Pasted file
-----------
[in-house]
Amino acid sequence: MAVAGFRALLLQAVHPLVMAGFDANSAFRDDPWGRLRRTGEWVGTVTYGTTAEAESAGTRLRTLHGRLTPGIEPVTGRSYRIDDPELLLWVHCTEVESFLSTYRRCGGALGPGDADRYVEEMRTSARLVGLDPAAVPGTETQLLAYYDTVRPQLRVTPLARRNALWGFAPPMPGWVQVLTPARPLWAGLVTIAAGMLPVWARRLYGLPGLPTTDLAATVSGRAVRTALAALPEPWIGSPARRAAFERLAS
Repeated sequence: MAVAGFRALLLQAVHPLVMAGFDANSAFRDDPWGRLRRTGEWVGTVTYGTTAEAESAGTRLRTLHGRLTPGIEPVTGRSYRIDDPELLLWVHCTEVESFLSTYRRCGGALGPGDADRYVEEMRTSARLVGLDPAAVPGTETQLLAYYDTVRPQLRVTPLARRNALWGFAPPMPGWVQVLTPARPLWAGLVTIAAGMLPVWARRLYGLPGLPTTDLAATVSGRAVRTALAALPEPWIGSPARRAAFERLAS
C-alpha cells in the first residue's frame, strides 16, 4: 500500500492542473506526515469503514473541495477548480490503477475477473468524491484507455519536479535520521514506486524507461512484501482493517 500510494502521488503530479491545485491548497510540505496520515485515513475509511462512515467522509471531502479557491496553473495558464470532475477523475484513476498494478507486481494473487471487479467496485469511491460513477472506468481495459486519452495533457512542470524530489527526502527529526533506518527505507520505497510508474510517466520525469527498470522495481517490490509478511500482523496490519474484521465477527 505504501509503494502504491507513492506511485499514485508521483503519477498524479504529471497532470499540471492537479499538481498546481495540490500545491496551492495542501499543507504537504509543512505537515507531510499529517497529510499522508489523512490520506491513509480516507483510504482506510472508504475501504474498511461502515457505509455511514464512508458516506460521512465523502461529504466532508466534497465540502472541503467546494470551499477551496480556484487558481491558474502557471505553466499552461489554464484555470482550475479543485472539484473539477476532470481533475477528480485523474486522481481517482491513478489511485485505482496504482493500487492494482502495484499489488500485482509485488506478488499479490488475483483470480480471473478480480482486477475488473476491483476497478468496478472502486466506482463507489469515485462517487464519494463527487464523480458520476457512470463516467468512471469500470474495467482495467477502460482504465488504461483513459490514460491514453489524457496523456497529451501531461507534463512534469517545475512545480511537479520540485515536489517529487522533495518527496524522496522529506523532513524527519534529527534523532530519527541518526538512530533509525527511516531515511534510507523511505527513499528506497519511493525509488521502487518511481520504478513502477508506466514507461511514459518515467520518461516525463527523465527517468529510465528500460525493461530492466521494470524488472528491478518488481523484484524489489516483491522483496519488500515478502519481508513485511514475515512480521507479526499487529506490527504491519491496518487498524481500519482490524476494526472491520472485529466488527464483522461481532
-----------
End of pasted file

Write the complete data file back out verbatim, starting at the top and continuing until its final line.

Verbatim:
[in-house]
Amino acid sequence: MAVAGFRALLLQAVHPLVMAGFDANSAFRDDPWGRLRRTGEWVGTVTYGTTAEAESAGTRLRTLHGRLTPGIEPVTGRSYRIDDPELLLWVHCTEVESFLSTYRRCGGALGPGDADRYVEEMRTSARLVGLDPAAVPGTETQLLAYYDTVRPQLRVTPLARRNALWGFAPPMPGWVQVLTPARPLWAGLVTIAAGMLPVWARRLYGLPGLPTTDLAATVSGRAVRTALAALPEPWIGSPARRAAFERLAS
Repeated sequence: MAVAGFRALLLQAVHPLVMAGFDANSAFRDDPWGRLRRTGEWVGTVTYGTTAEAESAGTRLRTLHGRLTPGIEPVTGRSYRIDDPELLLWVHCTEVESFLSTYRRCGGALGPGDADRYVEEMRTSARLVGLDPAAVPGTETQLLAYYDTVRPQLRVTPLARRNALWGFAPPMPGWVQVLTPARPLWAGLVTIAAGMLPVWARRLYGLPGLPTTDLAATVSGRAVRTALAALPEPWIGSPARRAAFERLAS
C-alpha cells in the first residue's frame, strides 16, 4: 500500500492542473506526515469503514473541495477548480490503477475477473468524491484507455519536479535520521514506486524507461512484501482493517 500510494502521488503530479491545485491548497510540505496520515485515513475509511462512515467522509471531502479557491496553473495558464470532475477523475484513476498494478507486481494473487471487479467496485469511491460513477472506468481495459486519452495533457512542470524530489527526502527529526533506518527505507520505497510508474510517466520525469527498470522495481517490490509478511500482523496490519474484521465477527 505504501509503494502504491507513492506511485499514485508521483503519477498524479504529471497532470499540471492537479499538481498546481495540490500545491496551492495542501499543507504537504509543512505537515507531510499529517497529510499522508489523512490520506491513509480516507483510504482506510472508504475501504474498511461502515457505509455511514464512508458516506460521512465523502461529504466532508466534497465540502472541503467546494470551499477551496480556484487558481491558474502557471505553466499552461489554464484555470482550475479543485472539484473539477476532470481533475477528480485523474486522481481517482491513478489511485485505482496504482493500487492494482502495484499489488500485482509485488506478488499479490488475483483470480480471473478480480482486477475488473476491483476497478468496478472502486466506482463507489469515485462517487464519494463527487464523480458520476457512470463516467468512471469500470474495467482495467477502460482504465488504461483513459490514460491514453489524457496523456497529451501531461507534463512534469517545475512545480511537479520540485515536489517529487522533495518527496524522496522529506523532513524527519534529527534523532530519527541518526538512530533509525527511516531515511534510507523511505527513499528506497519511493525509488521502487518511481520504478513502477508506466514507461511514459518515467520518461516525463527523465527517468529510465528500460525493461530492466521494470524488472528491478518488481523484484524489489516483491522483496519488500515478502519481508513485511514475515512480521507479526499487529506490527504491519491496518487498524481500519482490524476494526472491520472485529466488527464483522461481532